the signal's basic content, and such process would not result in a perfectly flat magnitude response.”) and the other is to take the magnitude spectrum, and divide it by itself (to get one). However, most researchers never do this substitution of the spectrum by a constant, but instead divide it by a smoothed magnitude (what I have tried to do in my code). I suspect they don’t substitute by a constant because that would be changing the data too much, ie one would loose too much information by changing completely the spectrum instead of ‘quieting’ the undesired overshoots in a frequency spectrum. Or perhaps they don’t do it because of another reason (again I suspect?): given that the signal is bandlimited if you substitute its spectrum with a constant that is like having a boxcar in the frequency domain, so the signal perhaps would be smeared in time??

Which brings me to another question: as a student I remember being advised to window my data (by blackmann hanning etc) prior to fft so to increase spectral resolution (which I see as: if you don’t window in the time domain, you are multiplying by a boxcar, which is convolving with a sinc in the frequency domain). However, why wasn’t advised to window (by blackmann hanning etc) in the frequency domain prior to ifft to improve time resolution? Encorporated in this problem of prewhitening, shouldn’t I be dividing by the smoothed spectrum, then multiplying the magnitude with a Blackman and then ifft? And leave the phase intact the entire time right?

As far as ARMA modeling I have seen in seismology applications in which these models are used to simulate earthquake ground motions, however not for the purpose of making a geophone record “white”. I wonder why they are not used in that context… I will read further into the literature you proposed. Thank you again for your help! Maria-Daphne

Hello Jeff,

Thank you very much for your help. Below are some of my comments:

>If you make the magnitude perfectly flat, then after inverse FFT you would have an >infinite impulse (Dirac Delta

>function) in the time domain.

That wouldn’t be the case however, if you had a random phase right? So if my original signal is random, and I only make the magnitude spectrum 1, but don’t change the phase, I shouldn’t be getting an impulse correct?

>I suggest that the objective when whitening a signal would be to add energy at >frequencies *other* than those carrying

>the signal's basic content, and such process would not result in a perfectly flat >magnitude response.

Yes, I think this is right, that would be equivalent to adding a constant to the entire magnitude spectrum.

Thank you vey much for your help!

Maria-Daphne

Reply by ●October 7, 20102010-10-07

Hello Michael,

Thank you very much for your help! Below are my comments:

>What is your application? Are you trying to model this signal using

ARIMA-type >models?

My application is looking at geophone recordings of ambient noise

vibrations. In seismology, some theory for recovering the earths structure

relies on cross-correlating these ambient noise recordings. This theory

relies on the assumption that these noise recordings are for earthquakes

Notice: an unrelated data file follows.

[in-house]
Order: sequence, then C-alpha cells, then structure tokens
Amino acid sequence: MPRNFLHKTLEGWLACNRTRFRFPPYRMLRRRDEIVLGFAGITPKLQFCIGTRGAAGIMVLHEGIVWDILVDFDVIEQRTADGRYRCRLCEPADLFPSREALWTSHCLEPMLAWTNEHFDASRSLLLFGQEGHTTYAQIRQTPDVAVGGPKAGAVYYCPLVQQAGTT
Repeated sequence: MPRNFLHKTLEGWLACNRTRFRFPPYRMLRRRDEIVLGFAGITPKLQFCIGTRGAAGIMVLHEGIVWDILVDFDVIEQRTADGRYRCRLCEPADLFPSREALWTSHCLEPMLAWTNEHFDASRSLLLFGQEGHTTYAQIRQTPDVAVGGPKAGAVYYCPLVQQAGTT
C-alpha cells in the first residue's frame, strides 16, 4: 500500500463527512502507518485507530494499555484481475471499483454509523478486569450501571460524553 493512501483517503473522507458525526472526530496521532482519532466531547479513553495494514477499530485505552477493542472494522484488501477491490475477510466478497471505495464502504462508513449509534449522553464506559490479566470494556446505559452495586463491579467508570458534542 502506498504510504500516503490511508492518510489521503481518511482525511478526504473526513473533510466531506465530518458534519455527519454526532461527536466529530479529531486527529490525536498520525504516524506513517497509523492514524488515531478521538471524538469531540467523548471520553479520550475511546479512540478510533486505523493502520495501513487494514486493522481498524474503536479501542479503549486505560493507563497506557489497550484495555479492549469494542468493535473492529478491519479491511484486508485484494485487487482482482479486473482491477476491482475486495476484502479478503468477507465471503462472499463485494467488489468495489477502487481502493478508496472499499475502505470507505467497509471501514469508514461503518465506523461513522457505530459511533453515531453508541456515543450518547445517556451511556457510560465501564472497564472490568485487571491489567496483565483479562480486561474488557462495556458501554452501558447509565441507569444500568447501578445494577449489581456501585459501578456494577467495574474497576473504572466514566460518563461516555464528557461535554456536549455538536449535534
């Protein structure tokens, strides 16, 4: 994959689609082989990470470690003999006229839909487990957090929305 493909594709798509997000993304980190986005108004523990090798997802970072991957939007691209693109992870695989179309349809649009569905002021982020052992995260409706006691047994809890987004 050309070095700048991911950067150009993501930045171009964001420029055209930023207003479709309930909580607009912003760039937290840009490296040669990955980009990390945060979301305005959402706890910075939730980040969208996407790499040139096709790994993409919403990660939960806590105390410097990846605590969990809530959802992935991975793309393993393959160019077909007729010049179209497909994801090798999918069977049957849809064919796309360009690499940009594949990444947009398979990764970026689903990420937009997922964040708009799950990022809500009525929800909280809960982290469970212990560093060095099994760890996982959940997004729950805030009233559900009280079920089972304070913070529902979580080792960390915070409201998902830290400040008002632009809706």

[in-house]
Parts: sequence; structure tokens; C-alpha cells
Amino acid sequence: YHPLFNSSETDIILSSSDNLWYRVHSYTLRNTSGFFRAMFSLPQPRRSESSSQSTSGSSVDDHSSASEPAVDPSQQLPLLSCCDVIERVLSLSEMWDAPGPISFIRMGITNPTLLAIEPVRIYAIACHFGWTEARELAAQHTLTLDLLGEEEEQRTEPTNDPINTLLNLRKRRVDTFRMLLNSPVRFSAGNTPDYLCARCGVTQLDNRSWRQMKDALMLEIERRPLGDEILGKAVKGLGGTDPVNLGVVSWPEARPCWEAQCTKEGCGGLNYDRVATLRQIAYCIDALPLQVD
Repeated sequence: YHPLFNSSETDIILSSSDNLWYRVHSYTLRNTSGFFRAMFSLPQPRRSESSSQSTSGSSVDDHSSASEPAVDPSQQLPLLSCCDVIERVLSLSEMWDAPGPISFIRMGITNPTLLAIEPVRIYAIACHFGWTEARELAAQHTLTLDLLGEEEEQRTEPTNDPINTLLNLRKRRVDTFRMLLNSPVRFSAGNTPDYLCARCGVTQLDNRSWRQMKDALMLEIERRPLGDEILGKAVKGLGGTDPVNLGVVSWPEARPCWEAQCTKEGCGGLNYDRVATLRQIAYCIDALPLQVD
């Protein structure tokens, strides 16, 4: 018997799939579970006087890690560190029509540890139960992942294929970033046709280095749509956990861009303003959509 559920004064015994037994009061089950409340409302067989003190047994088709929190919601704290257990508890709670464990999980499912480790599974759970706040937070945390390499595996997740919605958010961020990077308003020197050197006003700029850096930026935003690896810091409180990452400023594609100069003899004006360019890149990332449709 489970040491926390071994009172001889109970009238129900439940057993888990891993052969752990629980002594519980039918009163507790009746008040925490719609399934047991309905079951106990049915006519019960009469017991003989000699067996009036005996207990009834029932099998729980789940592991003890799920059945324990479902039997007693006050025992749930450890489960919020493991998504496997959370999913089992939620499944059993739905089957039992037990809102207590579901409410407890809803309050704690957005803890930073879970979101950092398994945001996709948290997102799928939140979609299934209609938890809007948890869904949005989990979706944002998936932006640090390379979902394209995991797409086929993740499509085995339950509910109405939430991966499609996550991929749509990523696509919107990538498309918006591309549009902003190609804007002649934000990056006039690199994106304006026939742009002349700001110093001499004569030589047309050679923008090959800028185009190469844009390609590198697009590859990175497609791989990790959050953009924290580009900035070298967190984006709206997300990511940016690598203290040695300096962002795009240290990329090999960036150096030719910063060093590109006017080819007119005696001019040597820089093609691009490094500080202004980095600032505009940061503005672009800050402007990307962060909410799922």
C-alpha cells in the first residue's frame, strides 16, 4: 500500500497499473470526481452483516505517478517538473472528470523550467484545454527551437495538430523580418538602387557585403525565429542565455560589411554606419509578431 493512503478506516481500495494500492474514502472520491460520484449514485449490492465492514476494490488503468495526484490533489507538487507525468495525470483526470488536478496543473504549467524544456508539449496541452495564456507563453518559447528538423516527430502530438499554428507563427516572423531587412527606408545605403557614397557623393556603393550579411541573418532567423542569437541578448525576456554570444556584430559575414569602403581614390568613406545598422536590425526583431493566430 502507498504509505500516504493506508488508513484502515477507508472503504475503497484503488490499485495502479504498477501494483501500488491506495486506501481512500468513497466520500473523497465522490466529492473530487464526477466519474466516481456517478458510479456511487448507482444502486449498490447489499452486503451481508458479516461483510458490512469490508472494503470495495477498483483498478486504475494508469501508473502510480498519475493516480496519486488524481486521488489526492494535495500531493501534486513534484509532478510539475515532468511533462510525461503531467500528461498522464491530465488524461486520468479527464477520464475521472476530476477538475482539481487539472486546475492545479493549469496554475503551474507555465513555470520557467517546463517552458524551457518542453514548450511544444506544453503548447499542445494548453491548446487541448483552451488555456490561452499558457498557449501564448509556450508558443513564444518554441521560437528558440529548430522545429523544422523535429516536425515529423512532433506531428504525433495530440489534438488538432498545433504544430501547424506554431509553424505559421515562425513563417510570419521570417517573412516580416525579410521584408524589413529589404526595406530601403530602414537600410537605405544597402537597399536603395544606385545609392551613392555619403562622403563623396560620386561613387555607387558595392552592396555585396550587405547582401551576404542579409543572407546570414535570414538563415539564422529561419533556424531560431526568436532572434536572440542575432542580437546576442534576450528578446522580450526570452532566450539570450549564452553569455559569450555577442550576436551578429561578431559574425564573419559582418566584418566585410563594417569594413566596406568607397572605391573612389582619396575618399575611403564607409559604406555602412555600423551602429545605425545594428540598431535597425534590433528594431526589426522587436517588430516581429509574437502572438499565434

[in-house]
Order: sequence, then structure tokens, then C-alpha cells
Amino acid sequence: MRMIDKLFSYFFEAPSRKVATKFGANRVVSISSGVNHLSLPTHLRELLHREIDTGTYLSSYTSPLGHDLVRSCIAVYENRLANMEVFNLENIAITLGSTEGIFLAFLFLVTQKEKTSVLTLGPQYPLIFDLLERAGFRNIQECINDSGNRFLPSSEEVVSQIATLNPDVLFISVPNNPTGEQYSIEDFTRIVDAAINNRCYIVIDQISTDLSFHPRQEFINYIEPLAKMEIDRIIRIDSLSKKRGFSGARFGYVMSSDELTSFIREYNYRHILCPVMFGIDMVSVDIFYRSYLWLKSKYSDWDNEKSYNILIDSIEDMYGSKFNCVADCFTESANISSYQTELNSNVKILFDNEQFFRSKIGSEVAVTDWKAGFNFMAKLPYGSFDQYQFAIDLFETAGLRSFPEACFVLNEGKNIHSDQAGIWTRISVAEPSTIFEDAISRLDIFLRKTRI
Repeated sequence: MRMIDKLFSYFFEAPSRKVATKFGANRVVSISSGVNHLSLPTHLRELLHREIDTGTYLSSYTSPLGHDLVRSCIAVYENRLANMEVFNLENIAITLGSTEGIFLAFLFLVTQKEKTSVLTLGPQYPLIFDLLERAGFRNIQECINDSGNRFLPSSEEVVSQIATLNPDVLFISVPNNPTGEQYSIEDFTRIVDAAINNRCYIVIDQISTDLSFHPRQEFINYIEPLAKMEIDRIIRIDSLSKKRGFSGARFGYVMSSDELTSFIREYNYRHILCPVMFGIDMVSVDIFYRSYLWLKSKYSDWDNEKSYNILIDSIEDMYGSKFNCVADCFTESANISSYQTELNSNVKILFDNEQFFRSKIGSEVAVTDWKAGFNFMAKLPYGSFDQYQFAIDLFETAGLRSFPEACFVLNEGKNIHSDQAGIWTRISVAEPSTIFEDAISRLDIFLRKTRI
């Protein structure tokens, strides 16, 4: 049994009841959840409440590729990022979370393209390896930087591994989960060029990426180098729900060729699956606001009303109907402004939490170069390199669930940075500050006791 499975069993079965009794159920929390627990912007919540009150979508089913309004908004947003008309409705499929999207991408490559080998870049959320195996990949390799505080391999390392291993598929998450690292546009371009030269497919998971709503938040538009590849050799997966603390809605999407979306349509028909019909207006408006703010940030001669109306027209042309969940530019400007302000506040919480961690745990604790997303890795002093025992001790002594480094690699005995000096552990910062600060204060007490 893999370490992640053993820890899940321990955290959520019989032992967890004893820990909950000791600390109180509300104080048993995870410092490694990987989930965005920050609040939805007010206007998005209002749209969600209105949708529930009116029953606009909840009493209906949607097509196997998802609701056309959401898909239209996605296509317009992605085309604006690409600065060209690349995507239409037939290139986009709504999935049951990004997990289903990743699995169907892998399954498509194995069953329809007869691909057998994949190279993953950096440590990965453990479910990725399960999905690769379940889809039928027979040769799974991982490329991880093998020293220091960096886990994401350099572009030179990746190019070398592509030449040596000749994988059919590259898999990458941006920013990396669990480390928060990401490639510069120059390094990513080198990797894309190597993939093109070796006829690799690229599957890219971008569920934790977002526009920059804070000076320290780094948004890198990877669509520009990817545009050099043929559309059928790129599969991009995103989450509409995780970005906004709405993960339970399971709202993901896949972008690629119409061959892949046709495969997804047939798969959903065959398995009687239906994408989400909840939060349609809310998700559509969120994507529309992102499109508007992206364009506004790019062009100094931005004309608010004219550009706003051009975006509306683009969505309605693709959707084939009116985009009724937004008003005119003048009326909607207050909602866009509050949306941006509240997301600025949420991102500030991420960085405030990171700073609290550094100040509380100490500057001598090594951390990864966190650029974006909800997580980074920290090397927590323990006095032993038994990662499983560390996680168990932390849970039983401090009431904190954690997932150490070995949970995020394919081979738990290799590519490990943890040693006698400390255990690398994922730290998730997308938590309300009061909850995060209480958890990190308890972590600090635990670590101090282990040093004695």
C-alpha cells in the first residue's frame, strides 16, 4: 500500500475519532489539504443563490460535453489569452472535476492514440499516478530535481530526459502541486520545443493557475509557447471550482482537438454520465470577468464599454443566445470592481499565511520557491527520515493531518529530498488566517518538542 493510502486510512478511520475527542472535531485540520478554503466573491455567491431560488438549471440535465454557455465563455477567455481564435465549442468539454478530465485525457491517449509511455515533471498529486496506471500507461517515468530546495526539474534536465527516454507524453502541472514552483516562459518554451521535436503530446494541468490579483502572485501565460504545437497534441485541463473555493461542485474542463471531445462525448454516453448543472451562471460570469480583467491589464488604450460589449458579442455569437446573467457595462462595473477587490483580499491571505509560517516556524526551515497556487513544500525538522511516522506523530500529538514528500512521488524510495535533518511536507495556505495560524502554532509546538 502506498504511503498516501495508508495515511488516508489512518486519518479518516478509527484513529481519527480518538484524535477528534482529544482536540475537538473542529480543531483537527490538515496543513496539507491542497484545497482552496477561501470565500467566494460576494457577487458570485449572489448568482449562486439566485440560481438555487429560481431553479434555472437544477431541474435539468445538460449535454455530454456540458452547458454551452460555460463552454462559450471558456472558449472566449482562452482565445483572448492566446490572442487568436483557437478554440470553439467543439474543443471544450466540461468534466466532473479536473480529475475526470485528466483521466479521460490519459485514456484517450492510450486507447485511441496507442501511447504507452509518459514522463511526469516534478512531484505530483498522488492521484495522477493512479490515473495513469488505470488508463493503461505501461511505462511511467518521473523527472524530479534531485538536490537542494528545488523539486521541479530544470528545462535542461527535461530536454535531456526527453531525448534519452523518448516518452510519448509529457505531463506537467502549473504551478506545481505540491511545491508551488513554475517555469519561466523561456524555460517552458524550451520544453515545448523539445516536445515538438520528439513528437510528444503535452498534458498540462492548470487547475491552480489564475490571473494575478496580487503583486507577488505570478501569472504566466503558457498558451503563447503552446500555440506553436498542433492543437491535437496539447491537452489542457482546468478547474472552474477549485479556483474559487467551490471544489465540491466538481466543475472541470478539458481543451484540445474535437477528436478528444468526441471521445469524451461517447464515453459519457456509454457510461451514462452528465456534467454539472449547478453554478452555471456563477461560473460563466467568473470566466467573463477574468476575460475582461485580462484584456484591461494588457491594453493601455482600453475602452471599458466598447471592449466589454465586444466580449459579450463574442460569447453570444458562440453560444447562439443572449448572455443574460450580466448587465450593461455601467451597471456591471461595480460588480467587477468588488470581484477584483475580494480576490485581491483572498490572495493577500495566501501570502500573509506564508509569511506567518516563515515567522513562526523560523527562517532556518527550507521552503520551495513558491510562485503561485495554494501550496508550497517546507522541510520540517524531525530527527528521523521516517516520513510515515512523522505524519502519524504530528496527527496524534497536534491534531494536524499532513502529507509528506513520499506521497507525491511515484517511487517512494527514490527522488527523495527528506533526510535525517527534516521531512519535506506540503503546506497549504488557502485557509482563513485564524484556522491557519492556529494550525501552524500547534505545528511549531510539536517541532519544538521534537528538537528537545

that are random in space and time, ie that the time series should be

stationary. This is not the case in what we record however. Moreover, the

recorded time series often has peaks at specific frequencies which

overwhelm the rest of the frequencies. What is then common to seismologists

is to take this signal prior to doing the cross-correlations and applying

some type of spectral normalization. This will in turn broaden the band of

noise signal in the cross-correlation and combat degradation caused by

monochromatic persistent sources.

>If you normalize in the manner you suggest, on a frequency-by-frequncy

basis, you >indeed remove the relative frequency relationships. This does

whiten the sequence, >but any intermediate information is lost. Could you

not simply simulate a white->noise signal directly?

This spectral normalization is commonly accomplished within the

seismological community I mean by prewhitening the signal. I have in this

context seen two prewhitening schemes: one is to add a constant over the

entire spectrum of the signal (similar to what Jeff suggested (I suggest

that the objective when whitening a signal would be to add energy at

frequencies *other* than those carrying

the signal's basic content, and such process would not result in a perfectly

flat magnitude response.) and the other is to take the magnitude spectrum,

and divide it by itself (to get one). However, most researchers never do

this substitution of the spectrum by a constant, but instead divide it by a

smoothed magnitude (what I have tried to do in my code). I suspect they

dont substitute by a constant because that would be changing the data too

much, ie one would loose too much information by changing completely the

spectrum instead of quieting the undesired overshoots in a frequency

spectrum. Or perhaps they dont do it because of another reason (again I

suspect?): given that the signal is bandlimited if you substitute its

spectrum with a constant that is like having a boxcar in the frequency

domain, so the signal perhaps would be smeared in time??

Which brings me to another question: as a student I remember being advised

to window my data (by blackmann hanning etc) prior to fft so to increase

spectral resolution (which I see as: if you dont window in the time domain,

you are multiplying by a boxcar, which is convolving with a sinc in the

frequency domain). However, why wasnt advised to window (by blackmann

hanning etc) in the frequency domain prior to ifft to improve time